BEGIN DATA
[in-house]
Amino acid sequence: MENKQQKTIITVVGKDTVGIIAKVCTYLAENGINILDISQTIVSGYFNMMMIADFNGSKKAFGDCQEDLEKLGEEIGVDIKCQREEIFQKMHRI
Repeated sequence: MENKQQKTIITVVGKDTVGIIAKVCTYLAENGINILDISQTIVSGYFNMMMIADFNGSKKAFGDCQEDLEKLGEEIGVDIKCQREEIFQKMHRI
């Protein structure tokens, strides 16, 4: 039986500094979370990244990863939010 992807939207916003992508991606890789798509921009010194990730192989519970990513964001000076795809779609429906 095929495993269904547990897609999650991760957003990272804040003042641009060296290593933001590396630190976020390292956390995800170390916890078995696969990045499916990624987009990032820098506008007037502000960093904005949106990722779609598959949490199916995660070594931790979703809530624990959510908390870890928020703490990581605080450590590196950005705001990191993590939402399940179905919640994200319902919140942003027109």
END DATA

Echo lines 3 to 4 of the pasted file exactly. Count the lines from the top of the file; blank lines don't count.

Repeated sequence: MENKQQKTIITVVGKDTVGIIAKVCTYLAENGINILDISQTIVSGYFNMMMIADFNGSKKAFGDCQEDLEKLGEEIGVDIKCQREEIFQKMHRI
């Protein structure tokens, strides 16, 4: 039986500094979370990244990863939010 992807939207916003992508991606890789798509921009010194990730192989519970990513964001000076795809779609429906 095929495993269904547990897609999650991760957003990272804040003042641009060296290593933001590396630190976020390292956390995800170390916890078995696969990045499916990624987009990032820098506008007037502000960093904005949106990722779609598959949490199916995660070594931790979703809530624990959510908390870890928020703490990581605080450590590196950005705001990191993590939402399940179905919640994200319902919140942003027109």